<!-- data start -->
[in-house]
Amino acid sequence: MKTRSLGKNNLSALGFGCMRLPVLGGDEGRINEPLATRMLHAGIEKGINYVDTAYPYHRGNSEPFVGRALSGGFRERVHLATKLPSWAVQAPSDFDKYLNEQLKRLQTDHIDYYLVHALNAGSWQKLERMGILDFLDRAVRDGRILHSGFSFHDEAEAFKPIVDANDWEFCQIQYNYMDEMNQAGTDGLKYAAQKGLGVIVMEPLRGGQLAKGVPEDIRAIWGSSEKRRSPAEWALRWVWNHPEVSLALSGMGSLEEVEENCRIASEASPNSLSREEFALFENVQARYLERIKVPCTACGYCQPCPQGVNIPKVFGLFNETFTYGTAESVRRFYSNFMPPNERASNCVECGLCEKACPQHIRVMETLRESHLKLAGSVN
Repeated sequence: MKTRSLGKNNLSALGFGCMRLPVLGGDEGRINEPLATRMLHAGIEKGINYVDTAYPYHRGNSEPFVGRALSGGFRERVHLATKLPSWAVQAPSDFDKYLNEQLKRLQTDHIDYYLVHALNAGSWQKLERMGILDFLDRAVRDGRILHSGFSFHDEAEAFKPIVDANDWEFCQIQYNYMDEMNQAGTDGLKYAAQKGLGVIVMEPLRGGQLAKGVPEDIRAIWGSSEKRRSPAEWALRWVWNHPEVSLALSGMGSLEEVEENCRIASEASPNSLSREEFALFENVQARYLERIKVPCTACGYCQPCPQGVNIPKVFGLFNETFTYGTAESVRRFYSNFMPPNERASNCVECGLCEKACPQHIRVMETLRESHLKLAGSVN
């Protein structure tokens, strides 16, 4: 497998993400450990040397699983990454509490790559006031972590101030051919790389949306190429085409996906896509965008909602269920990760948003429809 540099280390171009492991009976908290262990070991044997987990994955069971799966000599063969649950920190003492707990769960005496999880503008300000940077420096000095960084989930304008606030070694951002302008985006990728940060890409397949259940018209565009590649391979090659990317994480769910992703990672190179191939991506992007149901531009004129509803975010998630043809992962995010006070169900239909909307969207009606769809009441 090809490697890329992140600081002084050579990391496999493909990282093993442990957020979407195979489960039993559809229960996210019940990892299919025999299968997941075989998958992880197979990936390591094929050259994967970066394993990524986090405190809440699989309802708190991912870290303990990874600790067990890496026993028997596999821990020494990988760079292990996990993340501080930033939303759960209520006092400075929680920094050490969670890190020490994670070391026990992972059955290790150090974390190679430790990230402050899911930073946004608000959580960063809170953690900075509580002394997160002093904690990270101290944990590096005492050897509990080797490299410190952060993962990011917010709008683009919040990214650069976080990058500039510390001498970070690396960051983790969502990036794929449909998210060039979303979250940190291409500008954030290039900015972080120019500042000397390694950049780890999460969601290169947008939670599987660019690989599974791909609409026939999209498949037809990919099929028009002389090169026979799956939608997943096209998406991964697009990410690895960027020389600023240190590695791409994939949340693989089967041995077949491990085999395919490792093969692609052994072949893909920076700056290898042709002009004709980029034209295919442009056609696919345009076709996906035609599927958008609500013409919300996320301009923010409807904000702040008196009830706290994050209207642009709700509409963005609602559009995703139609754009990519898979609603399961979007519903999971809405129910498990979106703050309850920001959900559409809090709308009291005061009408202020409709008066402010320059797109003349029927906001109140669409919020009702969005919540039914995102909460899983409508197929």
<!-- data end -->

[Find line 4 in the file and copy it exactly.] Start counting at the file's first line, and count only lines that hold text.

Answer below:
């Protein structure tokens, strides 16, 4: 497998993400450990040397699983990454509490790559006031972590101030051919790389949306190429085409996906896509965008909602269920990760948003429809 540099280390171009492991009976908290262990070991044997987990994955069971799966000599063969649950920190003492707990769960005496999880503008300000940077420096000095960084989930304008606030070694951002302008985006990728940060890409397949259940018209565009590649391979090659990317994480769910992703990672190179191939991506992007149901531009004129509803975010998630043809992962995010006070169900239909909307969207009606769809009441 090809490697890329992140600081002084050579990391496999493909990282093993442990957020979407195979489960039993559809229960996210019940990892299919025999299968997941075989998958992880197979990936390591094929050259994967970066394993990524986090405190809440699989309802708190991912870290303990990874600790067990890496026993028997596999821990020494990988760079292990996990993340501080930033939303759960209520006092400075929680920094050490969670890190020490994670070391026990992972059955290790150090974390190679430790990230402050899911930073946004608000959580960063809170953690900075509580002394997160002093904690990270101290944990590096005492050897509990080797490299410190952060993962990011917010709008683009919040990214650069976080990058500039510390001498970070690396960051983790969502990036794929449909998210060039979303979250940190291409500008954030290039900015972080120019500042000397390694950049780890999460969601290169947008939670599987660019690989599974791909609409026939999209498949037809990919099929028009002389090169026979799956939608997943096209998406991964697009990410690895960027020389600023240190590695791409994939949340693989089967041995077949491990085999395919490792093969692609052994072949893909920076700056290898042709002009004709980029034209295919442009056609696919345009076709996906035609599927958008609500013409919300996320301009923010409807904000702040008196009830706290994050209207642009709700509409963005609602559009995703139609754009990519898979609603399961979007519903999971809405129910498990979106703050309850920001959900559409809090709308009291005061009408202020409709008066402010320059797109003349029927906001109140669409919020009702969005919540039914995102909460899983409508197929």